Thanks to a couple of movie crazed bloggers living in Canada, Kristina of Speakeasy and Ruth of Silver Screenings, there exists the O’Canada Blogathon which celebrates all sorts of film related topics that have to do with the country I’m proud to call home. I believe this is the fourth year that the ladies have donated their time and energies to all things Canadian besides ordering up a large double double of Tim Horton’s coffee.
Which brings me to this Charlton Heston directed feature made in the interior of British Columbia that also sees the iconic actor taking the lead opposite a young Kim Basinger and Nick Mancuso. Raised in Canada, the Italian born Mancuso has long been associated with this country’s acting community which includes appearing at the world famous Stratford Festival here in Ontario, just twenty minutes from my doorstep.
Mother Lode is a beautiful looking film written and produced by Chuck’s son Fraser with second unit work done by Joe Canutt, son of famed stuntman Yakima. Interestingly, it’s Joe who doubled for Heston in the now famous chariot race in Ben-Hur while dad, Yakima, worked the second unit for director Willy Wyler.
“You stay the hell out of my mine, Laddie!”
With a hint of what is to come a barely breathing man is pulled from the rubble of a collapsed mine only to have a pick axe planted firmly in his chest. Cut to a rebellious Mancuso walking off his job and in quick order, meets up with Kim and they’re off to track his pal and her boyfriend who seems to have gone missing while hunting for gold in the forested mountains of B.C. It’s the plane trek inland that allows Heston to strap a camera to the plane’s pontoon as it journeys over some glorious looking lakes and forested areas of our west coast province. Mancuso’s plane isn’t exactly reliable and an emergency landing brings the pair into contact with crusty John Marley. He’ll serve as the character who warns of going any further up river looking for gold. People have been known to disappear.
The filmmakers happened upon a stroke of luck when filming the pontoon plane approaching a secluded lake that will serve as the backdrop for the majority of the film. It actually crashes and cartwheels landing upside down and sinking. Thankfully no one was hurt but the footage is so impressive it was inserted into the film with a quick rewrite from Fraser Heston. Insert the actors swimming to shore and it won’t be long before they hear the sound of bagpipes coming from higher up a cliff face. The duo will meet a heavily bearded Chuck Heston sporting a Scottish accent shortly thereafter.
Think of Bogie still alive and protecting his Sierra Madre mine after thirty years. That’s what you get from an effective Heston who threatens one moment before going soft on the couple and talking of the years of struggle battling the mine that runs beneath “his” mountain. He’ll verbally spar with Mancuso talking of little gold left but enough silver to make a meager living. Mancuso isn’t buying it and Heston is wary of just what the young couple are looking for.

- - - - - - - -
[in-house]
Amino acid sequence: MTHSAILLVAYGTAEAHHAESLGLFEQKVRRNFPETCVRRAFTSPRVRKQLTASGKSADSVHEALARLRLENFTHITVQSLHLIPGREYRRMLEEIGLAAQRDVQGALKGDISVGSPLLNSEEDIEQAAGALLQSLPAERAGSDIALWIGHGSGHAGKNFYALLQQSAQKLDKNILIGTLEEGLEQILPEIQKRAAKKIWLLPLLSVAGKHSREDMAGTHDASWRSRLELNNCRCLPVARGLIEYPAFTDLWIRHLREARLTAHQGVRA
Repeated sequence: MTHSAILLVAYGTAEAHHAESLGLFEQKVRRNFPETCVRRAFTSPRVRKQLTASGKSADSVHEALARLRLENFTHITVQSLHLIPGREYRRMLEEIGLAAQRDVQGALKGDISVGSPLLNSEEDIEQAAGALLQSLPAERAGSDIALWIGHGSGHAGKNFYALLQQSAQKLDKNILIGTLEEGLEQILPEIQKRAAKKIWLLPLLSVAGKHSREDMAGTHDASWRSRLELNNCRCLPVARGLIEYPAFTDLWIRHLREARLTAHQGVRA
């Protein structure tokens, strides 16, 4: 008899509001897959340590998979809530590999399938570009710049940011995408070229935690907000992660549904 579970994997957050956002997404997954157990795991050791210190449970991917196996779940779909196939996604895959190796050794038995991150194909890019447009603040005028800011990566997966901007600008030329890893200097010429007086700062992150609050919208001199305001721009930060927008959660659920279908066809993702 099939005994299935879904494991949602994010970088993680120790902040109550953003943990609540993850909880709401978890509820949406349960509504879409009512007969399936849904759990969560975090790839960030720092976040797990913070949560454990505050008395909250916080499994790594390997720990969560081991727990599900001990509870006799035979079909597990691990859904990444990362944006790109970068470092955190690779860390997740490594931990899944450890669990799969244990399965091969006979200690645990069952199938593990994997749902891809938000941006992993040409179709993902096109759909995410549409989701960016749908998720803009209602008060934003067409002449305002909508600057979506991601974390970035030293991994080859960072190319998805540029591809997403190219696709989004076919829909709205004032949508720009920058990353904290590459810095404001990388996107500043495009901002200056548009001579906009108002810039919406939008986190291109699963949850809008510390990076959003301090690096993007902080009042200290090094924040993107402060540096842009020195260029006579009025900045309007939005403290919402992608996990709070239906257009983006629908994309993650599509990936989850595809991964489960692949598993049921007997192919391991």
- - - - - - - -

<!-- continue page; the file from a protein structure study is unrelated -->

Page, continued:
“This country is no place for a Bonnie Lass like you.”
Mother Lode offers plenty of thrills and scares that combine well with the feeling of claustrophobia deep down in Heston’s mine that has numerous shafts and off shoots that one can get lost in. And it’s not just gold one might find down there. Beyond the unsavory Heston, there’s still a mystery involved here that you just might not see coming and I won’t play spoiler. Let’s just say that Heston the actor is having a hell of a time with this one between his Scottish accent, his chewing the scenery and his ……… No I’m not gonna say it. As a matter of fact this might be Chuck’s most outright villainous role. Mother Lode proved to be the second film of three directed by Heston and for my money the best of the lot. The others being Antony and Cleopatra along with A Man For All Seasons.
Though this film came at a time when Heston’s movie career was winding down that doesn’t mean one shouldn’t give it a go. It’s extremely well filmed both above ground in the skies and forests and below in the makeshift mines that the set designers staged. Is there a Mother Lode of gold deep in the mine below Heston’s creepy log cabin? Might be but you’ll have to get a copy and find out for yourself. Kim Basinger fans might not even be aware of this early effort that predates Never Say Never Again and her Oscar winning role in L.A. Confidential so they too may want to seek this one out that is available on DVD.
Digging in to the vault here I found a couple of things to share. Below is an article I snipped from the local paper years ago when I used to fill a scrapbook full of movie articles that featured my big screen heroes of which Heston has always been included.
Secondly here’s the original one sheet that rests safely at Mike’s Take with a special thanks to Brando for locating it in the vault or should I say mineshaft that runs below my house just loaded with movie memorabilia? Careful I might go Heston on your……
Previous titles I’ve featured in the O’Canada Blogathon are as follows….. James Cagney in Captains of the Clouds, Oliver Reed caught in The Trap and a Canadian concert film Across This Land With Stompin’ Tom Connors.
Now please take the time to check out the other contributors and there movie topics associated with the Great White North.